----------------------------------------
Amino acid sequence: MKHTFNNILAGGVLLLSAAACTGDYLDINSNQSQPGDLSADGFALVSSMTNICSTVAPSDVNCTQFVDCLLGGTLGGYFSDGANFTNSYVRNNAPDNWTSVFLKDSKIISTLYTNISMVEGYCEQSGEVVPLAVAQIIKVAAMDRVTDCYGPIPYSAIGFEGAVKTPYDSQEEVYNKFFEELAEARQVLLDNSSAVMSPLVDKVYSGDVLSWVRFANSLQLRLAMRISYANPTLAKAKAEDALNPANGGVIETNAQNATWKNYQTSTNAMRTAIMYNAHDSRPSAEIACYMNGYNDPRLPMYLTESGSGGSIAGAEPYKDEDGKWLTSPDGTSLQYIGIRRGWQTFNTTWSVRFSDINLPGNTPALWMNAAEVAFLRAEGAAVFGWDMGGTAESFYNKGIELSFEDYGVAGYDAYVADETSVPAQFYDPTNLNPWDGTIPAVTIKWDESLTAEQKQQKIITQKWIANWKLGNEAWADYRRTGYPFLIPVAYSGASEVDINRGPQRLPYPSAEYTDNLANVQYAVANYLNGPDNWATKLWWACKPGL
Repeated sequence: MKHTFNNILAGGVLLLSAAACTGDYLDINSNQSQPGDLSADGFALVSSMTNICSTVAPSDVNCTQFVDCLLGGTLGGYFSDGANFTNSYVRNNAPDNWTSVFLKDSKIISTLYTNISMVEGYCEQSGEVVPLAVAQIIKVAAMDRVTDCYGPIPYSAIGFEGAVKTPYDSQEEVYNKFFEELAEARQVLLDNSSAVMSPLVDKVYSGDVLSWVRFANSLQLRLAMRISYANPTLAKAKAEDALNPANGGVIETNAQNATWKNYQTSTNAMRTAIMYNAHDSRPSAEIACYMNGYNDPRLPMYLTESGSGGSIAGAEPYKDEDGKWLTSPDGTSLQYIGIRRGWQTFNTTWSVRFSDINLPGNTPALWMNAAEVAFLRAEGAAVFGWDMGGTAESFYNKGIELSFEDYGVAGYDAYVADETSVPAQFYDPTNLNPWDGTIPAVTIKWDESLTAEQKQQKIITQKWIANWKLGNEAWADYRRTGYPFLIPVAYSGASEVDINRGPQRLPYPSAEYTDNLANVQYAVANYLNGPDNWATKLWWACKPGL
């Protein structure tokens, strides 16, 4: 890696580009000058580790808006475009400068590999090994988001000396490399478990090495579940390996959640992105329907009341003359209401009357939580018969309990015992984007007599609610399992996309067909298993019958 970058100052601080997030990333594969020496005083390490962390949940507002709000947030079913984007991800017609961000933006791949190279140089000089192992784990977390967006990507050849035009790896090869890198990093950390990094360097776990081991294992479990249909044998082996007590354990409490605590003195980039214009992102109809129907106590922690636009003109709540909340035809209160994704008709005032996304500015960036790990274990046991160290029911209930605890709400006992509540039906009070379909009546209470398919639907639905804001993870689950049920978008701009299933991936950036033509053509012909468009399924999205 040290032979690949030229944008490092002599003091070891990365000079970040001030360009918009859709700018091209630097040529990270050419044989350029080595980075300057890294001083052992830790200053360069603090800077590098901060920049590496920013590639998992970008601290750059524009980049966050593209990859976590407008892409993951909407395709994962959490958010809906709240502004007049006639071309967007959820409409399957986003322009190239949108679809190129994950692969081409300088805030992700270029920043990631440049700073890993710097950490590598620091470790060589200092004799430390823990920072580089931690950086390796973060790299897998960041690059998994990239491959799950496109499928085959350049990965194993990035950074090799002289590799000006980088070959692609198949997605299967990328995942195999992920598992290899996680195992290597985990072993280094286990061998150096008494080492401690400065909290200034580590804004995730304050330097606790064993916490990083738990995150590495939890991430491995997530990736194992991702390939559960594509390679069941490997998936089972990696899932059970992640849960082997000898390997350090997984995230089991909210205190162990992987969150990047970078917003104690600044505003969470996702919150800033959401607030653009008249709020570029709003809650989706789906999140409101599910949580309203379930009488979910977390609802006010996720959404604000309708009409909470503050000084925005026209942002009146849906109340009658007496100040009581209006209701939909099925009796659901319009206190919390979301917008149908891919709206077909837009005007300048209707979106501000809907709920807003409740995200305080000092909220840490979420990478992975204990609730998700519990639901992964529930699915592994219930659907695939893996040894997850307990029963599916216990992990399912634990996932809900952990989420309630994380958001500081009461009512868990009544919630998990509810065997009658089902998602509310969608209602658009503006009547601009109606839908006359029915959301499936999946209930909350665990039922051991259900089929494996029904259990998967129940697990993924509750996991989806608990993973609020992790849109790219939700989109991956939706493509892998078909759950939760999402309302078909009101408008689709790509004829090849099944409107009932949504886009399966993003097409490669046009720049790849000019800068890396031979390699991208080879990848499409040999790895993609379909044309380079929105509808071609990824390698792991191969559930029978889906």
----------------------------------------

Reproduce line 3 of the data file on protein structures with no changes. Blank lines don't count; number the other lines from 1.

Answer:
């Protein structure tokens, strides 16, 4: 890696580009000058580790808006475009400068590999090994988001000396490399478990090495579940390996959640992105329907009341003359209401009357939580018969309990015992984007007599609610399992996309067909298993019958 970058100052601080997030990333594969020496005083390490962390949940507002709000947030079913984007991800017609961000933006791949190279140089000089192992784990977390967006990507050849035009790896090869890198990093950390990094360097776990081991294992479990249909044998082996007590354990409490605590003195980039214009992102109809129907106590922690636009003109709540909340035809209160994704008709005032996304500015960036790990274990046991160290029911209930605890709400006992509540039906009070379909009546209470398919639907639905804001993870689950049920978008701009299933991936950036033509053509012909468009399924999205 040290032979690949030229944008490092002599003091070891990365000079970040001030360009918009859709700018091209630097040529990270050419044989350029080595980075300057890294001083052992830790200053360069603090800077590098901060920049590496920013590639998992970008601290750059524009980049966050593209990859976590407008892409993951909407395709994962959490958010809906709240502004007049006639071309967007959820409409399957986003322009190239949108679809190129994950692969081409300088805030992700270029920043990631440049700073890993710097950490590598620091470790060589200092004799430390823990920072580089931690950086390796973060790299897998960041690059998994990239491959799950496109499928085959350049990965194993990035950074090799002289590799000006980088070959692609198949997605299967990328995942195999992920598992290899996680195992290597985990072993280094286990061998150096008494080492401690400065909290200034580590804004995730304050330097606790064993916490990083738990995150590495939890991430491995997530990736194992991702390939559960594509390679069941490997998936089972990696899932059970992640849960082997000898390997350090997984995230089991909210205190162990992987969150990047970078917003104690600044505003969470996702919150800033959401607030653009008249709020570029709003809650989706789906999140409101599910949580309203379930009488979910977390609802006010996720959404604000309708009409909470503050000084925005026209942002009146849906109340009658007496100040009581209006209701939909099925009796659901319009206190919390979301917008149908891919709206077909837009005007300048209707979106501000809907709920807003409740995200305080000092909220840490979420990478992975204990609730998700519990639901992964529930699915592994219930659907695939893996040894997850307990029963599916216990992990399912634990996932809900952990989420309630994380958001500081009461009512868990009544919630998990509810065997009658089902998602509310969608209602658009503006009547601009109606839908006359029915959301499936999946209930909350665990039922051991259900089929494996029904259990998967129940697990993924509750996991989806608990993973609020992790849109790219939700989109991956939706493509892998078909759950939760999402309302078909009101408008689709790509004829090849099944409107009932949504886009399966993003097409490669046009720049790849000019800068890396031979390699991208080879990848499409040999790895993609379909044309380079929105509808071609990824390698792991191969559930029978889906």